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Washington, D.C.'s Tidal Basin faces uncertain future with rising waters

Rising waters in D.C. threaten iconic monuments
Rising waters in Washington, D.C., threaten iconic monuments 02:00

CBS News continues its series "Eye on Earth: Our Planet in Peril," a week of special coverage on our changing planet. On Earth Day, CBS News is shining a light on an ever-growing threat in the nation's capital: rising waters.

Every spring, the cherry trees surrounding the Tidal Basin in Washington, D.C., erupt into billowing blossoms of pink and white. Even their neighbors, the Washington Monument and the Thomas Jefferson Memorial, can't compete. 

Cherry Blossom Festival
Yoshino Cherry trees surrounding the Tidal Basin bloom on a rainy Sunday, March 28, 2021, in Washington, D.C., as clouds obscure the top of the Washington Monument.  Carolyn Kaster / AP

But Sean Kennealy, who has worked at this park for 24 years, says there's a creeping concern. 

"I've definitely noticed the water getting a little higher every year," he said. 

Due to climate change, water levels near the nation's capital are rising faster than almost anywhere else on the East Coast. The Tidal Basin is hit hard because the land there is also sinking. 

Every day, twice a day, the Tidal Basin floods at high tide and the walkway alongside the water disappears underneath it. As the water starts to roll in, where the sidewalk ends becomes its own tourist "distraction." 

"In some areas we've lost cherry trees — they've been flooded out," Kennealy said.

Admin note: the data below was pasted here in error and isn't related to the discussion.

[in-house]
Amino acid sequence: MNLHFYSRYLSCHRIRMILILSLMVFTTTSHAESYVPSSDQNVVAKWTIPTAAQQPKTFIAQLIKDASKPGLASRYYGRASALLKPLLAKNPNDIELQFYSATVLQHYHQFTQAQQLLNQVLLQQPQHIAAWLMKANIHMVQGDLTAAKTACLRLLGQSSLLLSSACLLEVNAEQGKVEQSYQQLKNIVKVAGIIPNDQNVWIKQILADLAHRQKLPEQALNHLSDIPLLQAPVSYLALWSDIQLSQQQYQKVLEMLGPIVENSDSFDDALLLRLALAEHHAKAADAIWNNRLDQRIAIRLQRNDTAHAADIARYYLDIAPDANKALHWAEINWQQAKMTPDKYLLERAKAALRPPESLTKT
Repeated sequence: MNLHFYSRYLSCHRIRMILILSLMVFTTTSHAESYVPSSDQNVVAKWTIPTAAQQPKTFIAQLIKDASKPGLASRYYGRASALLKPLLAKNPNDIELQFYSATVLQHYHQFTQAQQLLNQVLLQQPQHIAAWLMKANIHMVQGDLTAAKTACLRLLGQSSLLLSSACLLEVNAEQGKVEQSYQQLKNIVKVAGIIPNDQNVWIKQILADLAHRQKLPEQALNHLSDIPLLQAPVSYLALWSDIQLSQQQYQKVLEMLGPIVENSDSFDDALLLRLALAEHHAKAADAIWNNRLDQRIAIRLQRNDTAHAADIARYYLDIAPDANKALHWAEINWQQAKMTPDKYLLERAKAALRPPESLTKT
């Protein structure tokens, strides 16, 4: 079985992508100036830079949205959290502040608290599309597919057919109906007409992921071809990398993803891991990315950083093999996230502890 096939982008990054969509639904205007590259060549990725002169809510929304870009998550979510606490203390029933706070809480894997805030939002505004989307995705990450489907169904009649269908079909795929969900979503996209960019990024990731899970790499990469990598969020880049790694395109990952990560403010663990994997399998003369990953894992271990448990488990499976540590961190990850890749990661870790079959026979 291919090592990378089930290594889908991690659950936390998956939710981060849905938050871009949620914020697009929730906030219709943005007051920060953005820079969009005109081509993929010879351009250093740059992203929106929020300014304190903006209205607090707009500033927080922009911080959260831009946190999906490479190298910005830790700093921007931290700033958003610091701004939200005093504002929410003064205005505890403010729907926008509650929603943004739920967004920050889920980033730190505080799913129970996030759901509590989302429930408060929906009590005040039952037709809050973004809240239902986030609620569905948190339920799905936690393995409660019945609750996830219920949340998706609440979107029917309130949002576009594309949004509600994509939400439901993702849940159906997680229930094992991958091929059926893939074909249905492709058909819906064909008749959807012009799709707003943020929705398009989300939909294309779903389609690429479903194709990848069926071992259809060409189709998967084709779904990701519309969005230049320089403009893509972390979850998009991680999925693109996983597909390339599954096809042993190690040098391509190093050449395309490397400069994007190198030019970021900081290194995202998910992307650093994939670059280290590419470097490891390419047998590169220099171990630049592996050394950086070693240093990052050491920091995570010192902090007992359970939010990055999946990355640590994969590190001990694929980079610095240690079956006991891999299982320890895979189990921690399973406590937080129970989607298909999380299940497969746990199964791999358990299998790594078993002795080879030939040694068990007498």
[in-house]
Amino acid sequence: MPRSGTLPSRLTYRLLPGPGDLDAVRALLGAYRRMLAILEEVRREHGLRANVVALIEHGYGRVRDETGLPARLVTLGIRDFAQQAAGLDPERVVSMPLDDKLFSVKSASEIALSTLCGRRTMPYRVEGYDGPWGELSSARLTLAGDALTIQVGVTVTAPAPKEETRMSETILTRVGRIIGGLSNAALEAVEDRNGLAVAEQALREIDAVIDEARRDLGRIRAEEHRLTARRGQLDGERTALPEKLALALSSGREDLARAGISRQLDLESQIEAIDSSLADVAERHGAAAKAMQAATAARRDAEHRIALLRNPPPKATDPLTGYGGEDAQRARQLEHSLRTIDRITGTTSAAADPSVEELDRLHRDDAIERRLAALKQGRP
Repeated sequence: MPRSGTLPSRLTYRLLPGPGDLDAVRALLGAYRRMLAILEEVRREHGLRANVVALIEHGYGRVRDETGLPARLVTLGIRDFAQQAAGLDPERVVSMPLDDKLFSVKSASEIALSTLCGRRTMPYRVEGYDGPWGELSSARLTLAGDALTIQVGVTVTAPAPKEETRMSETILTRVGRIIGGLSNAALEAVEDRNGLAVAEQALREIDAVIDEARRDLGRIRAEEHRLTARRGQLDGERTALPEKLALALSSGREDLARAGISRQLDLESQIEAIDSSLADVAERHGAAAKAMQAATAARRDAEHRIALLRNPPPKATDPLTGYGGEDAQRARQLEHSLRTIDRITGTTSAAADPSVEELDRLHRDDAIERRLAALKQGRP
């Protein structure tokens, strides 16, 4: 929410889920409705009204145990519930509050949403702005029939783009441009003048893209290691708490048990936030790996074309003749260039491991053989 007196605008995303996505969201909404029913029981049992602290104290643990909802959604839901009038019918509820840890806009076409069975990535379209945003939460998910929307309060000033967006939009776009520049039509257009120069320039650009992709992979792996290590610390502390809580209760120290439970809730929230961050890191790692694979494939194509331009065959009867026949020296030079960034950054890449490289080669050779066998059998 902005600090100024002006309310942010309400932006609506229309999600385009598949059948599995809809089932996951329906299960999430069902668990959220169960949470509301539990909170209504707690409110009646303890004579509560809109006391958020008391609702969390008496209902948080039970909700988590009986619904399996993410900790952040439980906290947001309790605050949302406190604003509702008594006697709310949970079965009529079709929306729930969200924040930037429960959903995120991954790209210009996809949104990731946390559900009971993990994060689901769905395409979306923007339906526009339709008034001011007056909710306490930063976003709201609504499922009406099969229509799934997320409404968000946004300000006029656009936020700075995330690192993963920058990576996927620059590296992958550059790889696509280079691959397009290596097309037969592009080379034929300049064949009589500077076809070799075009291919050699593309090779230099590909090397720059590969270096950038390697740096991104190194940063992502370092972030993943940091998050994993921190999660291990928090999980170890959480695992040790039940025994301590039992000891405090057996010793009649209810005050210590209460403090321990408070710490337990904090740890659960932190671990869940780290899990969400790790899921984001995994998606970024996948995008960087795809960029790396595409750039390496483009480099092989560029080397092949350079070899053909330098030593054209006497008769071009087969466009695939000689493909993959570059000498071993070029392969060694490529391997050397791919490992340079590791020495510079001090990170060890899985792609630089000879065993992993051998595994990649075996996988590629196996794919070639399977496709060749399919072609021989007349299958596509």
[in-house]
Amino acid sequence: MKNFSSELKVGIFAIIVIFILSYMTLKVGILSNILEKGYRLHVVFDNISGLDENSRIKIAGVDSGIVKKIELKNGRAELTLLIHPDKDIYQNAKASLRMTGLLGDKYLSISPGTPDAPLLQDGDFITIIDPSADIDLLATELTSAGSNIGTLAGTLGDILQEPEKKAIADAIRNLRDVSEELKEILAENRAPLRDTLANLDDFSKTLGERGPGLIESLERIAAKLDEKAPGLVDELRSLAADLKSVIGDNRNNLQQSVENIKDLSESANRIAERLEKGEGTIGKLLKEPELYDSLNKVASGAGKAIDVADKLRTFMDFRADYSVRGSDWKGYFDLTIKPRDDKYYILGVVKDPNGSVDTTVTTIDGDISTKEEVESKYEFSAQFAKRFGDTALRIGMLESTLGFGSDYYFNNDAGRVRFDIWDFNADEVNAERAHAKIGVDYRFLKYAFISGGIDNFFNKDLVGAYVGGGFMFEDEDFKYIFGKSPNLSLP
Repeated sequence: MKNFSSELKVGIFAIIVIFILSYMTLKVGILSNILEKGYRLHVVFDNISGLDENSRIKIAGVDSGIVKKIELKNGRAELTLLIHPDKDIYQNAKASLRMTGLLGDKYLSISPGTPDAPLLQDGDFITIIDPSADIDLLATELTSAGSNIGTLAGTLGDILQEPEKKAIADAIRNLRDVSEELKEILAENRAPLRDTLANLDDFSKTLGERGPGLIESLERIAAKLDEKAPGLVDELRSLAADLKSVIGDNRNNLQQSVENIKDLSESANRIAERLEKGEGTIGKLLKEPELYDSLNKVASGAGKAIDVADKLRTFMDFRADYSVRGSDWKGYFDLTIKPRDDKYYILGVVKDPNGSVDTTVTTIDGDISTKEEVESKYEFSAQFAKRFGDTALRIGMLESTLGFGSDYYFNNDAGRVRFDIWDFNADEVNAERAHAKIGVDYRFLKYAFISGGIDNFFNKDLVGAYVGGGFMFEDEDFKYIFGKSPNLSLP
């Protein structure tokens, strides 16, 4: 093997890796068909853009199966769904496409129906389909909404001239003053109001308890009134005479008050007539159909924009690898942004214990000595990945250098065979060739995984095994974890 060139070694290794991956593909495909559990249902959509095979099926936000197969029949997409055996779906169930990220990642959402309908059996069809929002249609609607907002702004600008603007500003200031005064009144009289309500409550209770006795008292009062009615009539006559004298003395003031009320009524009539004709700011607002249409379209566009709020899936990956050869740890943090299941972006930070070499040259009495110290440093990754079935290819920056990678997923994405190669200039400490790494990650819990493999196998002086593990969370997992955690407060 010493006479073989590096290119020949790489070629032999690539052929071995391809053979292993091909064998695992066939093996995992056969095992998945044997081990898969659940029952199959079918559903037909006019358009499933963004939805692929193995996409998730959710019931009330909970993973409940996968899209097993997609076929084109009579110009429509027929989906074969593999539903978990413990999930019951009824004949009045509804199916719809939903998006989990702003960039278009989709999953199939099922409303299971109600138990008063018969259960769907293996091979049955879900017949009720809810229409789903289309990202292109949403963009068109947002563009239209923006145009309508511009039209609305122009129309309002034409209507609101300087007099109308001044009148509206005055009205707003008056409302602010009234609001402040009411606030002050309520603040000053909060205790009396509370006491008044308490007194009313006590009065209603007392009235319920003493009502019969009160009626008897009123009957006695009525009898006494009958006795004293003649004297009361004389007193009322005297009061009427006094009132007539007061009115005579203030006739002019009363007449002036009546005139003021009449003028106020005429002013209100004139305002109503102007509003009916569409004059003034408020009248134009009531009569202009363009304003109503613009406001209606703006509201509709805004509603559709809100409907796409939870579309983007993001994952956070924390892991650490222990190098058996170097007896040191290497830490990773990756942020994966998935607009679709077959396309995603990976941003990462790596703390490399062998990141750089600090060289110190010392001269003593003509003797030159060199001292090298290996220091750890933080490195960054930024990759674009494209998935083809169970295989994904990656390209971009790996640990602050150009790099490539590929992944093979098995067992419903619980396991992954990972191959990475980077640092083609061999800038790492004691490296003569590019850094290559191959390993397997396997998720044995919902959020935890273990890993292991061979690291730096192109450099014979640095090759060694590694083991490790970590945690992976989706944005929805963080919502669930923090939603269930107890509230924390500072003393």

Cherry Blossom Festival
Blooming Yoshino cherry trees glow at sunrise alone the edge of the Tidal Basin on  Monday, March 29, 2021, in Washington, D.C.  Carolyn Kaster / AP

If nothing is done, flood waters could also inundate the Thomas Jefferson Memorial and the Martin Luther King, Jr.  Memorial. The Franklin Delano Roosevelt Memorial could be submerged in nine feet of water by the end of the century. 

"It's only going to get worse," said Katherine Malone-France, who works at the National Trust for Historic Preservation. 

The National Trust for Historic Preservation named the Tidal Basin one of America's most endangered historic places. It recently asked several landscape architecture firms to reimagine the area. Some ideas call for elevated walkways. Others would relocate entire monuments and let nature take its course. 

"The status quo is not acceptable here for a place this beloved and this significant," Malone-France said.  

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